<em>Scyllo</em>-Inositol, a Therapeutic Agent for Alzheimer’s Disease

Mini Review

Austin J Clin Neurol 2015;2(4): 1040.

Scyllo-Inositol, a Therapeutic Agent for Alzheimer’s Disease

Tanaka K, Takenaka S and Yoshida K*

Department of Agrobioscience, Kobe University, Japan

*Corresponding author: Yoshida K, Department of Agrobioscience, Graduate School of Agricultural Science, Kobe University, 1-1 Rokkodai, Nada, Kobe 657 8501, Japan

Received: March 02, 2015; Accepted: March 27, 2015; Published: April 04, 2015


An inositol stereoisomer, scyllo-inositol (SI), has been regarded as a promising therapeutic agent for Alzheimer’s disease (AD), because it is an orally available natural compound that penetrates into the brain and coats the surface of amyloid β-proteins (Aβ) to inhibit their lateral stacking into toxic amyloid fibrils. SI is relatively rare in nature, and we developed a Bacillus subtilis cell factory for the efficient production of SI from abundant myo-inositol (MI).

Keywords: Alzheimer’s disease; Amyloid β-protein; Bacillus subtilis; Scylloinositol


AD: Alzheimer’s disease; Aβ: Amyloid β-protein(s); MI: myo-inositol; SI: scyllo-inositol


Alzheimer’s disease (AD) is the most common and problematic form of dementia. In 2010, 35 million people worldwide suffered from AD, and the number is expected to rise to 115 million in 2050 [1]. Currently, there is no known cure for AD, but only a few medications that address the symptoms of the disease.

On the basis of the amyloid hypothesis, the initial cause of the disease is believed to be abnormal aggregation of amyloid β-protein (Aβ) into fibrillar polymers, which are hallmark lesions in the AD brain [2]. Although it is not yet precisely elucidated how the aggregation of Aβ is initiated [3,4], the excessive Aβ aggregation disrupts the calcium ion homeostasis in neurons, which finally induces apoptosis [5]. Aβ aggregates build up in the mitochondria and inhibit enzymes metabolizing glucose in neurons [6]. Therefore, AD has been regarded as a simple neurodegenerative disease. However, accumulating evidence implies that the development of the disease may involve more intricate events. For instance, Aβ fibrils in AD brain tissues present structural variations that may correlate with phenotypic variations of the disease [7]. In addition, the sustained formation of Aβ aggregates causes chronic activation of the innate immune system and disturbs microglial clearance functions [8].

On the other hand, another protein, named tau, is also involved in the disease development [9]. The tau proteins form neurofibrillary tangles inside nerve cells [10] that disturb the cytoskeleton, and thus, the transport system required for biochemical communication among neurons [11,12]. Furthermore, there are a number of hypotheses that attempt to explain the cause of the disease by involving other factors, including herpes simplex virus type 1 [13], cellular homeostasis of ionic copper, iron, zinc, and aluminum [14,15], extremely low frequency electromagnetic fields [16], smoking [17], age-related myelin breakdown [18-20], oxidative stress [21-23], and air pollution [24]. In any case, it is true that all the pathogenic events of the disease are tightly connected to the aggregation of Aβ [25-27]. Therefore, for any therapy for AD to show promise, aggregation of Aβ must be blocked earlier, before neurodegeneration and brain atrophy develop.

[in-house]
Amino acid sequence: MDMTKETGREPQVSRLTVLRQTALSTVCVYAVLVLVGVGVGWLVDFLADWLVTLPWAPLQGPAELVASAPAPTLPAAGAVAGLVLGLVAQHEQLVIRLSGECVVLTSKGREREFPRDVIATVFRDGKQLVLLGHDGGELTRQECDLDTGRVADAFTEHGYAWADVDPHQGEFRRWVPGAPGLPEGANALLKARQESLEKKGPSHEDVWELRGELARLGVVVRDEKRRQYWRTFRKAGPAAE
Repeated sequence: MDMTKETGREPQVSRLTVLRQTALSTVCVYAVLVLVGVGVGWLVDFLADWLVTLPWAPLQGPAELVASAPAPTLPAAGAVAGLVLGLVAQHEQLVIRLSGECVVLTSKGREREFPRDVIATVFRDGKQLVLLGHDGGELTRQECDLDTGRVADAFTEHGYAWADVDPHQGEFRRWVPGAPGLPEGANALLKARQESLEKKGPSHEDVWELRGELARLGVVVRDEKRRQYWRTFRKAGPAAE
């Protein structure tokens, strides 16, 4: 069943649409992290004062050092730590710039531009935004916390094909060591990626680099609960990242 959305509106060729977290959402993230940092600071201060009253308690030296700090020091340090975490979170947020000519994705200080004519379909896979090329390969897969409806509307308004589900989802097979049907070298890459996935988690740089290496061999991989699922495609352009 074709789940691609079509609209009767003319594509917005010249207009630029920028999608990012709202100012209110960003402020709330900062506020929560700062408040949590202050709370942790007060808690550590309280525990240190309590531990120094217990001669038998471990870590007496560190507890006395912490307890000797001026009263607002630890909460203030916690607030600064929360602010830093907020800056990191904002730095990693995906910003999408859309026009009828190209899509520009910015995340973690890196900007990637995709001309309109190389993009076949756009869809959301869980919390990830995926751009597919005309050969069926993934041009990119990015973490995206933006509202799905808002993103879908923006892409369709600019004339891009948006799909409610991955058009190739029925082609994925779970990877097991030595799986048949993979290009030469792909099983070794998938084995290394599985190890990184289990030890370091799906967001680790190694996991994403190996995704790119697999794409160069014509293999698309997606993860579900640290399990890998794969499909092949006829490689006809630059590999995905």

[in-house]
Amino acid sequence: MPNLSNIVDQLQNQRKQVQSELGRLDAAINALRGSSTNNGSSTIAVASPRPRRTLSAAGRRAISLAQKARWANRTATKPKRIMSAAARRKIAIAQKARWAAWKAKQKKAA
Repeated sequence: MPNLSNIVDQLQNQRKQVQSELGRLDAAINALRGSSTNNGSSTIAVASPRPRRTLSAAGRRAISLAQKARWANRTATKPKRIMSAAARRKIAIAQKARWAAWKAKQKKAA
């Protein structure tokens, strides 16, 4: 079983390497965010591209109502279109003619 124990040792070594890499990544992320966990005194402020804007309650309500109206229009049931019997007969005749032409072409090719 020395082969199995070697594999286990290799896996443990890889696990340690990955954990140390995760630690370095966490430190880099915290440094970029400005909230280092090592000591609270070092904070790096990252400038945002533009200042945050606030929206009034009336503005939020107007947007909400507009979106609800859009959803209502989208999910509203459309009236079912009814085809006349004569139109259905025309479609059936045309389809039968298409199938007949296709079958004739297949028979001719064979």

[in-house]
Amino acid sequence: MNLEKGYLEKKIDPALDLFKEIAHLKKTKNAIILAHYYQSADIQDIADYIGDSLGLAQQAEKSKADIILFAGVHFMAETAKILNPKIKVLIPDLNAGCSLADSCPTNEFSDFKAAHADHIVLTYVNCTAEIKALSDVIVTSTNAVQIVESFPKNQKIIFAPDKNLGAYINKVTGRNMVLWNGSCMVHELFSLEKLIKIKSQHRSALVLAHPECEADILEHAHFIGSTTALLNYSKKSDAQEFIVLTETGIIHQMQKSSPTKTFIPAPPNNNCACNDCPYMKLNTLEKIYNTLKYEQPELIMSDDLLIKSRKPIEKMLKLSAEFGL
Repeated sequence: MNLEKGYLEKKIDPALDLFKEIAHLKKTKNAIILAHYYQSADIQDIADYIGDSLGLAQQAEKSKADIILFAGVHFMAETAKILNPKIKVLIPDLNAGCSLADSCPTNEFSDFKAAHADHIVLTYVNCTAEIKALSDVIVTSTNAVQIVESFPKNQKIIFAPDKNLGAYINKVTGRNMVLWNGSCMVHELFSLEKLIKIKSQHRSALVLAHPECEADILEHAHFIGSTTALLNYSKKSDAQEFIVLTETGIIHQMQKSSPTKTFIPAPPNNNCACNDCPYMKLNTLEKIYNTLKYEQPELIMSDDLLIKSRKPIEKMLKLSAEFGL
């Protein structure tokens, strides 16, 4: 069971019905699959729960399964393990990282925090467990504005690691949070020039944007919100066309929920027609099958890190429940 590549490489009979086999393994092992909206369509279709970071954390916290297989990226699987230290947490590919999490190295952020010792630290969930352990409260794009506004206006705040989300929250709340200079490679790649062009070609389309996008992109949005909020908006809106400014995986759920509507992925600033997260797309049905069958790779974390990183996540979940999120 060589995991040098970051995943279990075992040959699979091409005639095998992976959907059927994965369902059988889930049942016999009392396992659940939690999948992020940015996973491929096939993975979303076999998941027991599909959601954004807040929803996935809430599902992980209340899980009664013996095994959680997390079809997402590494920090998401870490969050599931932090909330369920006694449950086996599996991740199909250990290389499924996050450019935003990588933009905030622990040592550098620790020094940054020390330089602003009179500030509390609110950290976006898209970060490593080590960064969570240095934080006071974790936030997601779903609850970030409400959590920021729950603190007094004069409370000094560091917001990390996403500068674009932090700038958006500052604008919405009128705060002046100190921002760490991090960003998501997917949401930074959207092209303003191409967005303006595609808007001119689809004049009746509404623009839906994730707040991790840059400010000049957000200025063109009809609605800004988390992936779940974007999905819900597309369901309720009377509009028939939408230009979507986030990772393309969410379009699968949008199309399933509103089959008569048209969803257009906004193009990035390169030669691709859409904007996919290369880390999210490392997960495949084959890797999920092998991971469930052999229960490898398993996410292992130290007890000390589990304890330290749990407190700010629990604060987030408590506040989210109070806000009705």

Accordingly, various chemical inhibitors targeting Aβ aggregation have been developed, including amyloid-binding dyes [28], catechols [29], curcumin [30], flavonoids [31], and polyphenols [32,33]. Some of these compounds originate in foods, and can be generally regarded as safe. Such inhibitors, including scyllo-inositol (SI) [34], (-)-epigallocatechin-3-gallate (EGCG) [35], and resveratrol [32] were shown to stabilize nontoxic oligomers of Aβ, and some of them are already in clinical or preclinical trials [36]. However, some of the preemptive clinical trials were not concluded successfully, which indicates that we need to understand the molecular mechanisms of the disease in depth and to devise improved ways of designing trials to accurately evaluate the compounds [37].

In this mini review, we focus on SI and summarize the current status of the studies on its mechanism of action on Aâ, effectiveness in animal models, ongoing clinical trials, and the efficient production of the compound itself.

What is SI?

Inositol stands for a group of compounds of a six-fold alcohol of cyclohexane. The epimerization of the six hydroxyl groups generates nine stereoisomers. Myo-Inositol (MI) is the most prominent stereoisomer in nature and plays an important role as the structural basis for a number of secondary messengers that are various inositol phosphates. In addition, it serves as an important component of the membrane structural phospholipids, phosphatidylinositol. On the other hand, SI is another stereoisomer that is relatively rare in nature but has been regarded as a possible therapeutic agent for AD, and has received a fast-track designation from the US Food and Drug Administration for the treatment of AD. SI is a naturally occurring molecule that readily crosses the blood–brain barrier. It was shown that the human brain had the highest concentration of inositol in the body, with approximately 5mM MI and 0.5mM SI [38]. The concentration of SI in the brain was elevated in patients with AD [39]. In addition, high cerebral SI was proposed as a new marker of brain metabolism disturbances induced by chronic alcoholism [40]. Furthermore, a higher concentration of SI was found in the normal aging human brain [41]. These facts imply that cerebral SI levels may be controlled in response to functional defects in the brain caused by diseases and aging. Internal SI may be derived from MI through possible inter-conversion between the two inositol stereoisomer’s, which was suggested in a previous study where SI was administered in mice [42].